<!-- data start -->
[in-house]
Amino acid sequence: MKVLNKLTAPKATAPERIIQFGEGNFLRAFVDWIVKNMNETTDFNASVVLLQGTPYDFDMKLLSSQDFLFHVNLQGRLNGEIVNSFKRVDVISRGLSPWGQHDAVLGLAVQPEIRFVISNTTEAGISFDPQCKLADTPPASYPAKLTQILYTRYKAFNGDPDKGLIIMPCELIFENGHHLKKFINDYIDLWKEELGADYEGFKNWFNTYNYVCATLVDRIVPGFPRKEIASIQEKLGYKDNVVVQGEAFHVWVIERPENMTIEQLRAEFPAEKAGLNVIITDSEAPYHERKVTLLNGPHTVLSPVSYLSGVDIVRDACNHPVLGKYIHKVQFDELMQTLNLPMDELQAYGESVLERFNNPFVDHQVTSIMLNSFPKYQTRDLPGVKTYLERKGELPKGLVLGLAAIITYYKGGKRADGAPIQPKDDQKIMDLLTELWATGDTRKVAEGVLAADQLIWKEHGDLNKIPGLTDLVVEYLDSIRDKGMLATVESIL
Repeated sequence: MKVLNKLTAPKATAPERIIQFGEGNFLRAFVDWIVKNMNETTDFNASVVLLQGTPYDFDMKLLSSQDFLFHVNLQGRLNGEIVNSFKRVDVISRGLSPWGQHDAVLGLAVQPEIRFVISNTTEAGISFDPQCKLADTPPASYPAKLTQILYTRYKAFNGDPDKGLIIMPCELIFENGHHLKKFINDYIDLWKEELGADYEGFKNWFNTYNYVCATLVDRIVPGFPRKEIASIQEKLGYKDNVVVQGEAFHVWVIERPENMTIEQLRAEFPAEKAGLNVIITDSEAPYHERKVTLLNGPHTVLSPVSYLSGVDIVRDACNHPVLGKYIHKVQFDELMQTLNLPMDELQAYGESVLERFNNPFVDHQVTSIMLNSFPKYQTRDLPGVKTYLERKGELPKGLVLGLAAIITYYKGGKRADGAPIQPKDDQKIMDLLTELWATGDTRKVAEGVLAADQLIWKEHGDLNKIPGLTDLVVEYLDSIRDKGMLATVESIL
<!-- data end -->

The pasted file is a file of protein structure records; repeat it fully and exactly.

[in-house]
Amino acid sequence: MKVLNKLTAPKATAPERIIQFGEGNFLRAFVDWIVKNMNETTDFNASVVLLQGTPYDFDMKLLSSQDFLFHVNLQGRLNGEIVNSFKRVDVISRGLSPWGQHDAVLGLAVQPEIRFVISNTTEAGISFDPQCKLADTPPASYPAKLTQILYTRYKAFNGDPDKGLIIMPCELIFENGHHLKKFINDYIDLWKEELGADYEGFKNWFNTYNYVCATLVDRIVPGFPRKEIASIQEKLGYKDNVVVQGEAFHVWVIERPENMTIEQLRAEFPAEKAGLNVIITDSEAPYHERKVTLLNGPHTVLSPVSYLSGVDIVRDACNHPVLGKYIHKVQFDELMQTLNLPMDELQAYGESVLERFNNPFVDHQVTSIMLNSFPKYQTRDLPGVKTYLERKGELPKGLVLGLAAIITYYKGGKRADGAPIQPKDDQKIMDLLTELWATGDTRKVAEGVLAADQLIWKEHGDLNKIPGLTDLVVEYLDSIRDKGMLATVESIL
Repeated sequence: MKVLNKLTAPKATAPERIIQFGEGNFLRAFVDWIVKNMNETTDFNASVVLLQGTPYDFDMKLLSSQDFLFHVNLQGRLNGEIVNSFKRVDVISRGLSPWGQHDAVLGLAVQPEIRFVISNTTEAGISFDPQCKLADTPPASYPAKLTQILYTRYKAFNGDPDKGLIIMPCELIFENGHHLKKFINDYIDLWKEELGADYEGFKNWFNTYNYVCATLVDRIVPGFPRKEIASIQEKLGYKDNVVVQGEAFHVWVIERPENMTIEQLRAEFPAEKAGLNVIITDSEAPYHERKVTLLNGPHTVLSPVSYLSGVDIVRDACNHPVLGKYIHKVQFDELMQTLNLPMDELQAYGESVLERFNNPFVDHQVTSIMLNSFPKYQTRDLPGVKTYLERKGELPKGLVLGLAAIITYYKGGKRADGAPIQPKDDQKIMDLLTELWATGDTRKVAEGVLAADQLIWKEHGDLNKIPGLTDLVVEYLDSIRDKGMLATVESIL